My kudos to M. Night Shyamalan for proving the consistency of his moviemaking abilities. "Unbreakable" is a movie that is rich in both technical brilliance as well as script quality. First, let me get my one objection for the movie off my chest. The ending could have been done better. The majority of the length of "Unbreakable" does an excellent job of building suspense, with the wonderfully muted, melancholy acting adding depth and tension to the plot. My problem is that it fails to live up to its own expectations; the ending does not consummate entirely what I expected it to. Somehow, in a movie that took painstaking details to illustrate every step and glance, concluding it in the manner that it did felt almost blasphemous. Maybe in a nameless action thriller it could be passed off as mere hackery. But here, it seems strangely out of place, kind of an enigma in itself... Now that the ugly part is over with, I feel almost obligated to sing the praises of "Unbreakable". Shyamalan's prowess with photographic techniques and processes shows through in this, with rich reds and blacks given to scenes of moist emotion and colder colors dedicated to the bleak, uncaring (uncared for?) world. One technique I particularly liked was the manipulation of photographic mediums, some parts using crisp 35mm films and others using angry, shuttered magnetic (or 16mm?) film. In the end, it all worked very well, because each technique seemed to integrate seamlessly with the plot and mood (notice the confusion and panic at the very end?) "Traffic" is a good example of processing overdose. "Unbreakable", on the other hand, hones it perfectly. The lushness of this movie comes in close second to the wonderful eye candy of "American Beauty". I could watch it again easily... with the sound turned off! On the more human side of the spectrum, the acting was wonderful. How nice it is to see Bruce Willis proving himself to be a true A-class actor! His unassuming and insecure behavior worked *perfectly* for this role. Samuel L. Jackson, like always, did a bang-up job with what the script gave him. Robin Wright and Spencer Clark's characters seemed a bit two dimensional, but they seemed to be minor roles compared to the prominence of Willis and Jackson's characters. A little character development would have been appreciated, but if the ending was a result of the time-constraint guillotine, then I would expect the developmental scenes to have gone too. The thing that people seem to complain most about this movie is the plot. I like the premise. A little fantasy in our movies isn't such a bad thing once in a while, is it?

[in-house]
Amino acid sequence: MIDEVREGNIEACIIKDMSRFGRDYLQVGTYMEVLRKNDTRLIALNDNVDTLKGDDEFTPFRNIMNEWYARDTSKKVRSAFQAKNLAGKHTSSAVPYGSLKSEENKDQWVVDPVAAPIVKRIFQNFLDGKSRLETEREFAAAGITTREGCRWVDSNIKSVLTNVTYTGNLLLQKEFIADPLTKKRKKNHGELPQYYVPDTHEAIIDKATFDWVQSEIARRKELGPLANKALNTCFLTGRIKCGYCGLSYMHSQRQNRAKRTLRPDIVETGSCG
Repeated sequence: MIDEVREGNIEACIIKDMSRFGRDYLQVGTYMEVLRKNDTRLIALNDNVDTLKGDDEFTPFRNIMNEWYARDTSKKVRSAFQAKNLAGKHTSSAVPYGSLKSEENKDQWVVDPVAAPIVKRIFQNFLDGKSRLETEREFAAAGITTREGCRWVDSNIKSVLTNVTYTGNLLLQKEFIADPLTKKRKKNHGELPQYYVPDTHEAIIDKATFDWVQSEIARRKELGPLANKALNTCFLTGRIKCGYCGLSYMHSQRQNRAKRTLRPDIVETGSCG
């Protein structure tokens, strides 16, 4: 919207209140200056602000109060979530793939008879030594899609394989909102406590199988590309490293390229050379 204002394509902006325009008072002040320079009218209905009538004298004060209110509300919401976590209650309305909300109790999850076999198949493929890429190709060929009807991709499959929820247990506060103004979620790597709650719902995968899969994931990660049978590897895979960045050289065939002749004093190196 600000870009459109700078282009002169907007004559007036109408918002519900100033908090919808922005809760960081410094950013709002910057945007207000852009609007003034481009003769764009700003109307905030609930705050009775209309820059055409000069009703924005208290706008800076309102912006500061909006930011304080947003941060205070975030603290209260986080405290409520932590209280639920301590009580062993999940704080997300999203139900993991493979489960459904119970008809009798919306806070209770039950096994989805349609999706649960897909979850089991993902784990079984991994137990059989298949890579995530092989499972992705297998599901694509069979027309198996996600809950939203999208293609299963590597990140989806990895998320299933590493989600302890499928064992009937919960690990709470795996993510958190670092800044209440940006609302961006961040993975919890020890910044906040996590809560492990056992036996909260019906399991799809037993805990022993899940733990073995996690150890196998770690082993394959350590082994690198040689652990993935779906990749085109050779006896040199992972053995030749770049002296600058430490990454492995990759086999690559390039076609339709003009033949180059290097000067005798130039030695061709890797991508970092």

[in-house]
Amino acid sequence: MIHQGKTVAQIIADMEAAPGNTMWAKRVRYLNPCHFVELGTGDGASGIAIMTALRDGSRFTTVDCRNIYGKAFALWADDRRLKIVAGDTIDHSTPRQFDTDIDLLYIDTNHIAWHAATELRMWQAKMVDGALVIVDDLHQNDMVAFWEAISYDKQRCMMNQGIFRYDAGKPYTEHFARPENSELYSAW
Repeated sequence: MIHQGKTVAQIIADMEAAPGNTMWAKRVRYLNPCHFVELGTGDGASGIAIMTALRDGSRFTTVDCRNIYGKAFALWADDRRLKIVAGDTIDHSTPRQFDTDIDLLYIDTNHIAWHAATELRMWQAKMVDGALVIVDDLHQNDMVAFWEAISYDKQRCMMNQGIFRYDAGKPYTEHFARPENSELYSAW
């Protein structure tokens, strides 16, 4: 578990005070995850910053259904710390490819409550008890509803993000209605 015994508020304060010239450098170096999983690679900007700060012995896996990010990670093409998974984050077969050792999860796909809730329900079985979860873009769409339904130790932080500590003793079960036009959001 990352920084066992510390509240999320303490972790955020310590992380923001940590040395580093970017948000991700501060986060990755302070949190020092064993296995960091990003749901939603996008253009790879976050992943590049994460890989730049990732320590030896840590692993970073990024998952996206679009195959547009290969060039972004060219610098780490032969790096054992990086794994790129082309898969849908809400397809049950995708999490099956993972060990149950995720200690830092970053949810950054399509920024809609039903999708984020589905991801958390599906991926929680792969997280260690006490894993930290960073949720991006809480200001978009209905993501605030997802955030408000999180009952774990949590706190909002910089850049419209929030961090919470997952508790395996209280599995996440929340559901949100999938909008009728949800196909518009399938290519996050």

Unbreakable (2000) 1080p YIFY Movie
Unbreakable (2000) 1080p
A suspense thriller with supernatural overtones that revolves around a man who learns something extraordinary about himself after a devastating accident.
IMDB: 7.227 Likes
The Synopsis for Unbreakable (2000) 1080p
This suspense thriller unfolds as the audience is introduced to David Dunn. Not only is he the sole survivor of a horrific train-crash that killed 131 people he doesn't have a scratch on him. Elijah Price is an obscure character who approaches Dunn with a seemingly far fetched theory behind it all.
The Director and Players for Unbreakable (2000) 1080p
The Reviews for Unbreakable (2000) 1080p
Rich yet subtleReviewed bylaconianVote: 8/10